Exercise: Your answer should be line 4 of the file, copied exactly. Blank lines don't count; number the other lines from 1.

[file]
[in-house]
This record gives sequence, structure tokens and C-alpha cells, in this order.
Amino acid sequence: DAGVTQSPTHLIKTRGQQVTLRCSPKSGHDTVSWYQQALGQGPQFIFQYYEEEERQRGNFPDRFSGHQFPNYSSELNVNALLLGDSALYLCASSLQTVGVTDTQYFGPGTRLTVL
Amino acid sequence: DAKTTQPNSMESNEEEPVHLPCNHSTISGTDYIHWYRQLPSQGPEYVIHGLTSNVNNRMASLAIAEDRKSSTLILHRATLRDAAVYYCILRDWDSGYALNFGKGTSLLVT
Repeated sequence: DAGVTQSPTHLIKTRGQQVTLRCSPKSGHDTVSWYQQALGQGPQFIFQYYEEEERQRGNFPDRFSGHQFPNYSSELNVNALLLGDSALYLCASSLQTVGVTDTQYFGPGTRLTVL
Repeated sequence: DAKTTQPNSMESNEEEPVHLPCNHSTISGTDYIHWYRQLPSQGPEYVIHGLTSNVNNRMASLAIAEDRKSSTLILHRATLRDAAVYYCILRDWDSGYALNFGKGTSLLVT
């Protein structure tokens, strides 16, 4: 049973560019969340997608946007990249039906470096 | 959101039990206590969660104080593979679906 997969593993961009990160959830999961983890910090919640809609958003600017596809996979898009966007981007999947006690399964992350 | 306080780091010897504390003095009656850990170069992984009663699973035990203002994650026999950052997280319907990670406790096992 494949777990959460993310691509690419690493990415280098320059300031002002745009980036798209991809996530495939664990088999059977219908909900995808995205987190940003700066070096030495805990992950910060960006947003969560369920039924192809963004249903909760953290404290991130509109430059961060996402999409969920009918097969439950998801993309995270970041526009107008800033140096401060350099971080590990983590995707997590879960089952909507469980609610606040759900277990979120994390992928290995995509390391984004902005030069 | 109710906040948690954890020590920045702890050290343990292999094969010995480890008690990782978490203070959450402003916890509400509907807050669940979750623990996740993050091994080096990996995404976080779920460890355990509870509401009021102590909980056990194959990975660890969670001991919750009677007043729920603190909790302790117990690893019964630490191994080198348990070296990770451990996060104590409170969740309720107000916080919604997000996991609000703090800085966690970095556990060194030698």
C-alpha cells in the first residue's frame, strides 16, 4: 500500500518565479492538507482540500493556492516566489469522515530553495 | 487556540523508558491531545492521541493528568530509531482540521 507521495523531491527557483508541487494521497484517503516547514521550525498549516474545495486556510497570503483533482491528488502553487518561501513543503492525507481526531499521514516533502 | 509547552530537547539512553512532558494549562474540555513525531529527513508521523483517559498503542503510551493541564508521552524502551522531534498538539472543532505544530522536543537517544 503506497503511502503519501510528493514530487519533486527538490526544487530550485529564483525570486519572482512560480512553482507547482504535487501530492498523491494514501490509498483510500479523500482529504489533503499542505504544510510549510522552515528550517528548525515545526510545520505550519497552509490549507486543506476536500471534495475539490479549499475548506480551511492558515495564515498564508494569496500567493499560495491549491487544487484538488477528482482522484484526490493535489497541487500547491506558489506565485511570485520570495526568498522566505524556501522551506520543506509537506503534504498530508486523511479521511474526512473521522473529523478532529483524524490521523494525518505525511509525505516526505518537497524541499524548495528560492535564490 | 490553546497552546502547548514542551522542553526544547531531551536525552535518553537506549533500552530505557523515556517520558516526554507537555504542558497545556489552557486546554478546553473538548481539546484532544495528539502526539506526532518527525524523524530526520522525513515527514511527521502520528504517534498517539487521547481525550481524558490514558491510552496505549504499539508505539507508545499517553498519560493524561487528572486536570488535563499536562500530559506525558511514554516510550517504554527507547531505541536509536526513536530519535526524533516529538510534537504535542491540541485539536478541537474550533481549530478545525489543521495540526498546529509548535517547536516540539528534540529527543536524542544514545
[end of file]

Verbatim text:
Amino acid sequence: DAKTTQPNSMESNEEEPVHLPCNHSTISGTDYIHWYRQLPSQGPEYVIHGLTSNVNNRMASLAIAEDRKSSTLILHRATLRDAAVYYCILRDWDSGYALNFGKGTSLLVT